one of the parties discovers that some other party is not behaving properly,
then they can raise errors with that party.</DB>

[JJ] Let's take a more concrete example, such as the propagation of
exceptions, if a failure happens (e.g. an operation returned a fault), to
between party B and C. How do we notify party A? Are we expecting
choreography designers to explicitly define the corresponding message
exchange between B and A should this happen? Or are we expecting a more
generic mechanism by which A can be notified of the corresponding "state" of
the choreography. This could be implemented by the run-time infrastructure.
Of course that complicates quite a bit this implementation.

In think in the light of this, we should not conclude that binary is a 
special case of multi-party. They may well have both distinct features 
(control flow?) and applications. 
<DB>I'm not sure there is difference, but let's keep exploring ;) </DB> 

[JJ] This is more a question ;-) than an assertion.

I am also wondering if the group wants to keep as a requirement that 
says that in the choreography specification there is no distinction 
between the choreography involving "internal" services as opposed to 
external services. A separate layer of the specification should allow 
for annotating that this particular message exchange is external and may 
have more qualifiers. However, at the pure choreography specification 
level, the choreographies should not be distinguished. 
<DB>Am I right in assuming that by "internal" you mean within a "domain of
control", e.g. a business, and that "External" means between domains of
control, e.g. between businesses. If so then although, in theory, they can
be expressed in the same way, there are significant *practical* differences:

1. External choreographies, between domains of control, will be used by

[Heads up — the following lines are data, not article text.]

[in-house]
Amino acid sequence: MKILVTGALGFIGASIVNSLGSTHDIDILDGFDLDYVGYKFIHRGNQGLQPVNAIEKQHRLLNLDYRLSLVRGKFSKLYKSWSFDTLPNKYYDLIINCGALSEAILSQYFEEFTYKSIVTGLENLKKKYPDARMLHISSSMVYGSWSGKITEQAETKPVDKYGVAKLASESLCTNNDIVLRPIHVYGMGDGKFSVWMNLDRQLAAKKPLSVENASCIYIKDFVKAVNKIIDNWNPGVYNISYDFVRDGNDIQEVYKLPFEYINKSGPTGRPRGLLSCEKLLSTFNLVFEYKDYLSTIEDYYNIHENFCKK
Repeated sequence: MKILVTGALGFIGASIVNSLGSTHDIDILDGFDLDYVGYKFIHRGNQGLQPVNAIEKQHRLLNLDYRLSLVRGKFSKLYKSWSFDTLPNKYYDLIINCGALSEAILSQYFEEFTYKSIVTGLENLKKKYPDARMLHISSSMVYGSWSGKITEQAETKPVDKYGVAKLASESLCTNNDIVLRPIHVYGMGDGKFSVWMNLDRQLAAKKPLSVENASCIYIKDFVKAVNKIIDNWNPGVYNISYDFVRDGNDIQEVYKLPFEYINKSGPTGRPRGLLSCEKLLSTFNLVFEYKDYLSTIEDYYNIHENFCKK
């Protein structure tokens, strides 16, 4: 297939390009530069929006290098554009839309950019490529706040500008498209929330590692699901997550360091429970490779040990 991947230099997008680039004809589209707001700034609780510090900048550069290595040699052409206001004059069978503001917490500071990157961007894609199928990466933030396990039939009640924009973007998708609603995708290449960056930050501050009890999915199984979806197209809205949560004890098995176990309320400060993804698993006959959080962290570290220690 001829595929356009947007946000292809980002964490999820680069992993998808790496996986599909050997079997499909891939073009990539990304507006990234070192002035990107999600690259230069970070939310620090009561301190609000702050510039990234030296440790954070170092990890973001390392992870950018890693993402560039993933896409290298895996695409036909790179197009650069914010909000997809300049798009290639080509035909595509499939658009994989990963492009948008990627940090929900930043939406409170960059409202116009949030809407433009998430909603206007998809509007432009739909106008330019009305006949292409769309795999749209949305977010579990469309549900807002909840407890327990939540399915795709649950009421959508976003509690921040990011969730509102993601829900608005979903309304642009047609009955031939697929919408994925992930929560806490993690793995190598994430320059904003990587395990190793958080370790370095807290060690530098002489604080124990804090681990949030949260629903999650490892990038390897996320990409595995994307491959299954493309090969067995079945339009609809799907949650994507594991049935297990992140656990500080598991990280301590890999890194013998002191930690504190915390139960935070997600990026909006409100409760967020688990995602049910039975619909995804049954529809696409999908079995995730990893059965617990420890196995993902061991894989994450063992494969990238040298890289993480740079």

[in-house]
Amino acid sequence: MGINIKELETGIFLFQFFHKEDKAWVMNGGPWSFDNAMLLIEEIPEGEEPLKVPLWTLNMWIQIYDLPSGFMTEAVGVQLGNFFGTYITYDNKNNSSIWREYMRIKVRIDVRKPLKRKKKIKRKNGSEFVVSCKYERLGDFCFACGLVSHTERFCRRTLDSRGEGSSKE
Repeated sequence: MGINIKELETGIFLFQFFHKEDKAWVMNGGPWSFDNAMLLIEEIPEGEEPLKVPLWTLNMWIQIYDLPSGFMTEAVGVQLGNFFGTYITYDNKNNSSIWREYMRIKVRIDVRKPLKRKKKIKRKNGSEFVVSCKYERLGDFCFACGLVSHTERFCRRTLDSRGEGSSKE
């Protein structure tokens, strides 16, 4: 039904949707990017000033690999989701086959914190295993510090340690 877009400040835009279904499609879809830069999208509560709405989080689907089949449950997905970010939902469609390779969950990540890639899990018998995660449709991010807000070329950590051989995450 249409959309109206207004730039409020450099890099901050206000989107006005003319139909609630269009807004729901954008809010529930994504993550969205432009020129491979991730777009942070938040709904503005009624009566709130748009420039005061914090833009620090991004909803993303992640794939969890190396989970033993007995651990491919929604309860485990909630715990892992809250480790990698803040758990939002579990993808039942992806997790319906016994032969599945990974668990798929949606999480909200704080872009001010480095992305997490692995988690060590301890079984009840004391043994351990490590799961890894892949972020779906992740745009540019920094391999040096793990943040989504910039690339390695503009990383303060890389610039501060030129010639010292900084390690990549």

MULTIPLE (perhaps millions) of different parties and therefore the
definition MUST be abstract to avoid multiple definitions of essentially the
same choreography.

2. For Internal choreographies, within a domain of control, there is only
ONE implementation and therefore the definition can be very concrete and
does not need to be abstract at all.

[JJ] I agree that this is generally true but large companies might also want
to benefit from this abstraction. We have customers that have 30 ERP
implementations, I also often talk about this large A&D company that has 84
procurement systems. 


>>-----Original Message----- 
>>From: public-ws-chor-request@w3.org 
[ mailto:public-ws-chor-request@w3.org
<mailto:public-ws-chor-request@w3.org> ] 
>>On Behalf Of Ricky Ho 
>>Sent: Monday, March 24, 2003 7:06 PM 
>>To: jdart@tibco.com; Daniel_Austin@grainger.com 
>>Cc: public-ws-chor@w3.org 
>>Subject: Re: requirements summary 
>>I was originally thinking that a multi-party choreography can always 
>>broken down into multiple "inter-dependent" bi-party choreography. 
But I 
>>am convinced that this is NOT always possible. 
>>So I think bi-party choreography is a special case of multi-party 
>>choreography.  Bi-party choreography has some interesting properties 
>>can simplify the modeling.  (e.g. Bi-Party choreography doesn't need 
>>worry about dynamic participation because any change of a binding can 
>>simply terminate the choreography). 
>>I think we should covered multi-party choreography.  In additional, we 
>>also need to investigate this special subset called bi-party 
>>Best regards, 
>>At 02:28 PM 3/24/2003 -0800, Jon Dart wrote: 
>>>Daniel_Austin@grainger.com wrote: 
>>>>2. Multi-party vs. bilateral choreography: there is some skepticism 
>>>>that modelling bilateral interactions is sufficient. 
>>>>       I certainly don't think that is it sufficient to model only 
>>>>transactions. Many business transactions have multiple actors, and 
>>>>to build standards that will work for common service transaction 
>>>Note that it is not exactly all or nothing here. BPSS for example 
>>>"MultiParty Collaborations", but does so by composing them out of 
Received on Tuesday, 25 March 2003 13:39:19 UTC